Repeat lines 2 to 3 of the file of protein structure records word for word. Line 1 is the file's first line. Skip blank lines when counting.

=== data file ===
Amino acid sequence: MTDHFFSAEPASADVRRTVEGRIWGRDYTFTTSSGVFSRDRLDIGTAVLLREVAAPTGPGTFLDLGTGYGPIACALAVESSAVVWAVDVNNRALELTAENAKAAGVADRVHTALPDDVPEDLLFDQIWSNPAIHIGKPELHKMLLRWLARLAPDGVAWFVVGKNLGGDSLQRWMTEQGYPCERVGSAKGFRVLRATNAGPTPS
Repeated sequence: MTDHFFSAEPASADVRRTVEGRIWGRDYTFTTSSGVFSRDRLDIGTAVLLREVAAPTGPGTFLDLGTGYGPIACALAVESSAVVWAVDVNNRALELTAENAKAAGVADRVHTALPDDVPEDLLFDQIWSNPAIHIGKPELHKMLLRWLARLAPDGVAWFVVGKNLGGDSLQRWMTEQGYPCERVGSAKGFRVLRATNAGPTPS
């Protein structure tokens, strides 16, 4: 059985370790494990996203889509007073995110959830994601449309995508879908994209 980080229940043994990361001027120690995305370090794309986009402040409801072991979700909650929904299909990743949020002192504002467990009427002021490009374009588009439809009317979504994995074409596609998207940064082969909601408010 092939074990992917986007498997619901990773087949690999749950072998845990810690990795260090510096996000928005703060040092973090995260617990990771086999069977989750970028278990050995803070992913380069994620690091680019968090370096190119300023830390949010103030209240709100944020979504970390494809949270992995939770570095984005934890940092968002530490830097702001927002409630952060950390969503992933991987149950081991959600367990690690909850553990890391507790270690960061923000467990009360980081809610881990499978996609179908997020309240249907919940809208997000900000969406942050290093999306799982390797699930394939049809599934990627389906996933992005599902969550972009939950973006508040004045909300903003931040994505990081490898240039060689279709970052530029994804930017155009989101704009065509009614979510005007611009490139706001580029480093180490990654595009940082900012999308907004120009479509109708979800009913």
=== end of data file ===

Repeated sequence: MTDHFFSAEPASADVRRTVEGRIWGRDYTFTTSSGVFSRDRLDIGTAVLLREVAAPTGPGTFLDLGTGYGPIACALAVESSAVVWAVDVNNRALELTAENAKAAGVADRVHTALPDDVPEDLLFDQIWSNPAIHIGKPELHKMLLRWLARLAPDGVAWFVVGKNLGGDSLQRWMTEQGYPCERVGSAKGFRVLRATNAGPTPS
């Protein structure tokens, strides 16, 4: 059985370790494990996203889509007073995110959830994601449309995508879908994209 980080229940043994990361001027120690995305370090794309986009402040409801072991979700909650929904299909990743949020002192504002467990009427002021490009374009588009439809009317979504994995074409596609998207940064082969909601408010 092939074990992917986007498997619901990773087949690999749950072998845990810690990795260090510096996000928005703060040092973090995260617990990771086999069977989750970028278990050995803070992913380069994620690091680019968090370096190119300023830390949010103030209240709100944020979504970390494809949270992995939770570095984005934890940092968002530490830097702001927002409630952060950390969503992933991987149950081991959600367990690690909850553990890391507790270690960061923000467990009360980081809610881990499978996609179908997020309240249907919940809208997000900000969406942050290093999306799982390797699930394939049809599934990627389906996933992005599902969550972009939950973006508040004045909300903003931040994505990081490898240039060689279709970052530029994804930017155009989101704009065509009614979510005007611009490139706001580029480093180490990654595009940082900012999308907004120009479509109708979800009913």